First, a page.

By Bruce Cochrane
An agricultural economics professor with the University of Missouri expects live hog prices to remain profitable until the end of 2015.
Although live hogs prices have fallen dramatically from their record levels this past summer, North American pork producers remain profitable.
Dr. Ron Plain, an agricultural economics professor with the University of Missouri, observes prices have fallen from $1.30 per pound on a carcass weight basis this past summer, by far the highest prices ever, to the mid $.80s in recent days, the result of increased hog slaughter and more pork on the market.
Dr. Ron Plain-University of Missouri:
Seasonally we tend to slaughter a lot more hogs in the fall than we do in the summer and that's been even more so this year.
The PED virus caused a very high level of pig death loss, baby pig loss, last winter and that reduced summer hog slaughter.
The death loss to PED was much lower this summer and so it's not depleting our pork supply near as much here in the fourth quarter of 2014 as it did back during the summer.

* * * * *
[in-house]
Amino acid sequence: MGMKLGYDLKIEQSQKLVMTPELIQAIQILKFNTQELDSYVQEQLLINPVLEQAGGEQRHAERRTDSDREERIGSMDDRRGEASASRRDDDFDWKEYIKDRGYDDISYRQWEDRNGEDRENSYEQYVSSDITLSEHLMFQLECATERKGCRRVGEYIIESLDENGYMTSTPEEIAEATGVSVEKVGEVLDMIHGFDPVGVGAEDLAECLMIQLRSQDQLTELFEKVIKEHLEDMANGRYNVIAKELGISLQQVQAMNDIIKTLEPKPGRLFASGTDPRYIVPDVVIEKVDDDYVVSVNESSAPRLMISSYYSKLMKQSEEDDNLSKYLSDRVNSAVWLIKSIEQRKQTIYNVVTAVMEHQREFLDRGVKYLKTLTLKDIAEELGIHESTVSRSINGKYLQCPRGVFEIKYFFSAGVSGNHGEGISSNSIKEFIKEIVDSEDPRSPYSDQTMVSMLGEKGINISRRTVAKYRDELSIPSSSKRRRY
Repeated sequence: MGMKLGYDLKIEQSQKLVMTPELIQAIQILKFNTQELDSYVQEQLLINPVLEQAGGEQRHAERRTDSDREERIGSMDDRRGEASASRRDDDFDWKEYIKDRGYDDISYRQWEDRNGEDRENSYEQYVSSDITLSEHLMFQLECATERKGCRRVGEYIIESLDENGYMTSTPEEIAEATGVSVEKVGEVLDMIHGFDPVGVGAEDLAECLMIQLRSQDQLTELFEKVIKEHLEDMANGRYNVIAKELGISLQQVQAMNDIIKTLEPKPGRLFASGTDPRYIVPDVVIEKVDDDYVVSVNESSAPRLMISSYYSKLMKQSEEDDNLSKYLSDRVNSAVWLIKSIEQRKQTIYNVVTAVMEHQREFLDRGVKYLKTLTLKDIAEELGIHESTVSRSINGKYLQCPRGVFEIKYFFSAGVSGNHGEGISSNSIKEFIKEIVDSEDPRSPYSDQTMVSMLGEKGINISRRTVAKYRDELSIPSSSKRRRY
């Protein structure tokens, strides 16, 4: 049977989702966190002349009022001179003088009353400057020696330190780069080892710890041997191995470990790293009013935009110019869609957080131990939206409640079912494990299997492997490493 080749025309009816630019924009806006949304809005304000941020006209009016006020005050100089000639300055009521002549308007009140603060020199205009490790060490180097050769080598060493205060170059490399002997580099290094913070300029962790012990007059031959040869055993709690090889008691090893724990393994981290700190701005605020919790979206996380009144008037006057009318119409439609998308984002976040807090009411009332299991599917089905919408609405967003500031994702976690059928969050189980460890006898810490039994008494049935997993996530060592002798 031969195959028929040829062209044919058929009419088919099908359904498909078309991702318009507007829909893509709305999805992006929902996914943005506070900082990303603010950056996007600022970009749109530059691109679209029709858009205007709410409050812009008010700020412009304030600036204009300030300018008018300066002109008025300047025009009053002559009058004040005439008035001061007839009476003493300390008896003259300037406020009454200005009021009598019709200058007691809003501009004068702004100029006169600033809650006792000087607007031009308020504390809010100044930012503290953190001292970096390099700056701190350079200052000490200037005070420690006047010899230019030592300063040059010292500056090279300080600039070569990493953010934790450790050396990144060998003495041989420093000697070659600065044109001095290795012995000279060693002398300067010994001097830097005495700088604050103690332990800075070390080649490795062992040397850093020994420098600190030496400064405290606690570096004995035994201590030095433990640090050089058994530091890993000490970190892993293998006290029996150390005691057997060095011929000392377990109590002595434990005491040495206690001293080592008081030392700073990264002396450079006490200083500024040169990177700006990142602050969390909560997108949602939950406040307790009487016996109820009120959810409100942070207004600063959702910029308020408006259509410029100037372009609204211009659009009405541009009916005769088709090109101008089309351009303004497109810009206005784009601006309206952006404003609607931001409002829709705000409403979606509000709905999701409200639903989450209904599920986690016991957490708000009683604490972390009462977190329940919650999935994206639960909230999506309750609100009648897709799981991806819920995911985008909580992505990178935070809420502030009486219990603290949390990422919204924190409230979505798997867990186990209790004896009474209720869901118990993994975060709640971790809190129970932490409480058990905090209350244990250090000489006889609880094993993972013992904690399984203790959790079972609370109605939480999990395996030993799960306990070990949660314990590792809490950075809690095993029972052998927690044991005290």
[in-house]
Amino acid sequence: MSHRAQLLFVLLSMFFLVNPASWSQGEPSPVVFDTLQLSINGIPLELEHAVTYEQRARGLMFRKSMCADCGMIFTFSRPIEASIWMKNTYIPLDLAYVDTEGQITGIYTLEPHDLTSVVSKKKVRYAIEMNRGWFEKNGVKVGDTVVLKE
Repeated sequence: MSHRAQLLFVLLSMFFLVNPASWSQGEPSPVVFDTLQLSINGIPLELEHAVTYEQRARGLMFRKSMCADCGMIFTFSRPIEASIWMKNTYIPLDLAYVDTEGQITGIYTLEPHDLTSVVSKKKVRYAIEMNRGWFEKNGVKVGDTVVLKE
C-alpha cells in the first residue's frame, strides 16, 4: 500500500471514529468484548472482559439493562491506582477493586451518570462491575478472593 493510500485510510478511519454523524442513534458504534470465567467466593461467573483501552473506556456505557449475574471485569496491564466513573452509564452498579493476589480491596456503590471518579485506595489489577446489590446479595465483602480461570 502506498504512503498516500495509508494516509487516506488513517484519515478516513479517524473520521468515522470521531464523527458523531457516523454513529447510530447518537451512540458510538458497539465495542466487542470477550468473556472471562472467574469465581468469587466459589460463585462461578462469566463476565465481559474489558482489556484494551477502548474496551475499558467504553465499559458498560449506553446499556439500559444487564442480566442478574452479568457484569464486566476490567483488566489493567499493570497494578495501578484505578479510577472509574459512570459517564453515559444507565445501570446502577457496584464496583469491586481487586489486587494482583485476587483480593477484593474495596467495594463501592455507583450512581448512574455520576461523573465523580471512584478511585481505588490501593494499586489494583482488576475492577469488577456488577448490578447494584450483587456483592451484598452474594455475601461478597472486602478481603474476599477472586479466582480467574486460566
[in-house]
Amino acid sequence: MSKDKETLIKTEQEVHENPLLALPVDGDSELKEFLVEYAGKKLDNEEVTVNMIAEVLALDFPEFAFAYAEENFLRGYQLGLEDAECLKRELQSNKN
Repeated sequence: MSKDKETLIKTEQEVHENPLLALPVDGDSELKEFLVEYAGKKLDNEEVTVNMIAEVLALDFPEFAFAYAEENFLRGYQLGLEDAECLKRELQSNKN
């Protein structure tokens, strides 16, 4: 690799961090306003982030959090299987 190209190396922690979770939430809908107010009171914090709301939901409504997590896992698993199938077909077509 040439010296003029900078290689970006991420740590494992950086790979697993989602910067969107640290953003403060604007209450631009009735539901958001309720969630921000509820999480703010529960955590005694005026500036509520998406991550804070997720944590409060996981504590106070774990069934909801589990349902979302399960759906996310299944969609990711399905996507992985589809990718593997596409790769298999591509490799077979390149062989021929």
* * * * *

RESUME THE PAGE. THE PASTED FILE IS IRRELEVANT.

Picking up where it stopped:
A lot of people are expecting a seasonal increase.
Like a lot of viruses they think PED will be more of a problem during winter months than during summer months but the good news is that so far the increase has been modest so that it doesn't look like right now we're going to lose near as many pigs to PED death loss this winter as we did a year ago.
Dr, Plain says producers have made money each month in 2014 and profits are expected to remain in that 40 to 50 dollar per head range through this winter, improve a bit during the summer and then decline but by December 2015 we still think hogs will be profitable.
He says 2012 and 2013 were very difficult for hog producers so this is a very welcome stretch of good returns.